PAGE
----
Last week, in a post ostensibly about fixing printers (so all is forgiven if you glazed over and didn’t read it), I talked about rapid and iterative design, but wondered how minimal a minimum viable product could be:
There is a risk the other way too, though: how good does it have to be to reach the minimum standard? Is anything functional good enough for a first attempt?
That stemmed from a concern that minimum and minimal are too easily confused, particularly for people with a history and culture of development not rooted in agile approaches.
Then today, through a tweet by James Moed, I came across a post by David Aycan with a title which encapsulated my thought much better than I had managed myself: Don’t Let the Minimum Win Over the Viable:
An MVP should be the easiest way to test your hypothesis, but that doesn’t mean that building one is easy. A common mistake is refusing to tackle the tough technical problems that create revolutionary offerings. As Ries writes, some entrepreneurs hear “minimum viable” product as “smallest imaginable” product. This misunderstanding of Lean Startup tenets can have expensive consequences.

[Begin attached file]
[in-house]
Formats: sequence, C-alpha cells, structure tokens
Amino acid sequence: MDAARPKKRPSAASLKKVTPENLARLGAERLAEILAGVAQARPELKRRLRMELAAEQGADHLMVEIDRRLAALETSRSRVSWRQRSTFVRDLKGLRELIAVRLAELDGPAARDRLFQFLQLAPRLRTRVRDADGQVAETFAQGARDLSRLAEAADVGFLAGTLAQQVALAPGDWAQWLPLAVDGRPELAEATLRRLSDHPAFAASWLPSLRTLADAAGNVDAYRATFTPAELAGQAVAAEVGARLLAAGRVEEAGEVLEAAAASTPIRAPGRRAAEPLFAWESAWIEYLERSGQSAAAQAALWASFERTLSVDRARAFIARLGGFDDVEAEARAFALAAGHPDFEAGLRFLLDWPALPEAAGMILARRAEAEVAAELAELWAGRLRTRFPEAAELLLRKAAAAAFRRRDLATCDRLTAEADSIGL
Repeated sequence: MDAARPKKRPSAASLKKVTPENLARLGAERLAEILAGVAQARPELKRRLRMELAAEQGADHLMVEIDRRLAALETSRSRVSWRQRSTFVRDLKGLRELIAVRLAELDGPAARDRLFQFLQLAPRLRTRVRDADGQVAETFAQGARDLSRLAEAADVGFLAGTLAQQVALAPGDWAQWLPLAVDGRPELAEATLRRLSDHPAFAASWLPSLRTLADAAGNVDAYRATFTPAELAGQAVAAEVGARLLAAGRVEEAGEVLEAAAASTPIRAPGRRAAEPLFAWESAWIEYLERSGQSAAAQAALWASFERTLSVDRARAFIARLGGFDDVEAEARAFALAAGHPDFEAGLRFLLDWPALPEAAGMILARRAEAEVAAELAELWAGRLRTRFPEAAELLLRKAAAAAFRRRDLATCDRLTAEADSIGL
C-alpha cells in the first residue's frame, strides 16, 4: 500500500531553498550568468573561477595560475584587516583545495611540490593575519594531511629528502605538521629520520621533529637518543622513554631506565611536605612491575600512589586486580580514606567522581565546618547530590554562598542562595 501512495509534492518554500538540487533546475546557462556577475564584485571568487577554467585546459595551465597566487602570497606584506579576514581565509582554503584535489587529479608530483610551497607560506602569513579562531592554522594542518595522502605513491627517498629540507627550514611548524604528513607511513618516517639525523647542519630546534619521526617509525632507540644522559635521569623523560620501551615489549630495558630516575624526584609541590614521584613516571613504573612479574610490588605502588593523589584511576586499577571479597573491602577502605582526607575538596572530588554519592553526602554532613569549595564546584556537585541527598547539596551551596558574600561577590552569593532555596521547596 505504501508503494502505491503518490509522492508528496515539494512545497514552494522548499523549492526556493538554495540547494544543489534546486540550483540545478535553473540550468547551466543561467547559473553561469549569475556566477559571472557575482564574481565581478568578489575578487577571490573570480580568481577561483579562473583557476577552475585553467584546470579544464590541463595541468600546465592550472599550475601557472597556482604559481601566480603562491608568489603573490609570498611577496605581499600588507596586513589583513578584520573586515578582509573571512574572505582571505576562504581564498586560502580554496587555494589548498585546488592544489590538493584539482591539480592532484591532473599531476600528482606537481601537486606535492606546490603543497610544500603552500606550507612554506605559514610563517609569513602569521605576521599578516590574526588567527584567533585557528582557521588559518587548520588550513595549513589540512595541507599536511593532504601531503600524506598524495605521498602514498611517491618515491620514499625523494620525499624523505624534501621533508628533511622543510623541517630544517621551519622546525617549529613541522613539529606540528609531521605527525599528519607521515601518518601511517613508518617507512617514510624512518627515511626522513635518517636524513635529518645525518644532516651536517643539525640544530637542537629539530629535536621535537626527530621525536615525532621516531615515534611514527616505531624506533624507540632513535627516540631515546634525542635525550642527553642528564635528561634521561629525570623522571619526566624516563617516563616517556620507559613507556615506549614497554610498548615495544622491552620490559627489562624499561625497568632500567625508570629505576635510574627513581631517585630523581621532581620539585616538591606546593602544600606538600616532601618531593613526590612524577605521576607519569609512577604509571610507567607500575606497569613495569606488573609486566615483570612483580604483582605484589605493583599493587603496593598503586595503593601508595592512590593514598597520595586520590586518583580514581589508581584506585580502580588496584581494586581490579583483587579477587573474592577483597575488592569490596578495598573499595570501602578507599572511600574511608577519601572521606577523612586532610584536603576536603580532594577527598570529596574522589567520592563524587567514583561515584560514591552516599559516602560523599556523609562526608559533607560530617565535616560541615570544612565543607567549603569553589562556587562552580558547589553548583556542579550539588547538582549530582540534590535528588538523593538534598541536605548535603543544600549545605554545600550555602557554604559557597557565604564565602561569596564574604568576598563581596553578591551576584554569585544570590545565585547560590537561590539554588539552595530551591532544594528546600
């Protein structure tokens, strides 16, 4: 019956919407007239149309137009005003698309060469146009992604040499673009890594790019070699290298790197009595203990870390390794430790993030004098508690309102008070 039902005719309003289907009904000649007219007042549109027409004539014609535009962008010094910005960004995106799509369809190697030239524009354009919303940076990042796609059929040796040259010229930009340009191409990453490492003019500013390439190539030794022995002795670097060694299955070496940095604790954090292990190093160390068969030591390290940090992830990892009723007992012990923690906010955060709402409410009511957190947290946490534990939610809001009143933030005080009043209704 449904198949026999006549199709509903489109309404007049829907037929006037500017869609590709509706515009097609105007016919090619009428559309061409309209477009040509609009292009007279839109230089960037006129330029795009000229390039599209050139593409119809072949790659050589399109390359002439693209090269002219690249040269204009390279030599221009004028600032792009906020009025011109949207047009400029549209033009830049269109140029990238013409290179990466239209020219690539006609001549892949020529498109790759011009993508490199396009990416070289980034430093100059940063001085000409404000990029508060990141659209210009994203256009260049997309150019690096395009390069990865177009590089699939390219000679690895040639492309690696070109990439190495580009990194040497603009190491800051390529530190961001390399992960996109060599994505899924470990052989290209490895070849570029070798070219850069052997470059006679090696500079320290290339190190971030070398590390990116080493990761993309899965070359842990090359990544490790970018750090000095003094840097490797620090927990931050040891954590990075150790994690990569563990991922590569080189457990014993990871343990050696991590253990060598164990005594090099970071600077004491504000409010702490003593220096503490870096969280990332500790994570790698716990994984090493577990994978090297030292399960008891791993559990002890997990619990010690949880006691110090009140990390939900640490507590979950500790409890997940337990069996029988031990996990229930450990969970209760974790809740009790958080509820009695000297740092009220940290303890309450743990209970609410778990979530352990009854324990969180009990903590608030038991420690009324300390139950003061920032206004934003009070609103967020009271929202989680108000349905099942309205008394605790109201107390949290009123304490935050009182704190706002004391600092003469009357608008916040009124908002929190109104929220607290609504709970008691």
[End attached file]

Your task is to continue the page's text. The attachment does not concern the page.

As part of my own journey towards understanding and internalising some of these concepts, I started being very uncomfortable with the idea of minimum viability. I find it hard to separate from connotations of the least you can get away with, which in one sense is not the idea at all (though in another sense, it is absolutely the idea, which is perhaps the source of the confusion). So I came up with the idea of the Maximum Attainable Product, not as a way of describing a diferent thing, but as a different way of describing the same thing.
Maximum attainable doesn’t mean building something big and unwieldy. Just as the best camera is the one you have with you, so the best product is the one you can start using. It means making the best and most ambitious thing possible within the discipline and constraints of the development approach being used. It means not compromising on quality and effectiveness while deliberately focusing on a reduced set of scope and needs addressed. In other words, it means (I think) the same as minimum viable.
Now I am not so sure that maximum attainable is the right phrase either. Its connotations of bloat and delay are no more escapable than the opposite connotations of minimum viable.
So I think I am hankering after a way of saying maximally attainable minimum viable product. Or possibly the other way round. Only with fewer words. All suggestions for a more felicitous turn of phrase are very welcome.
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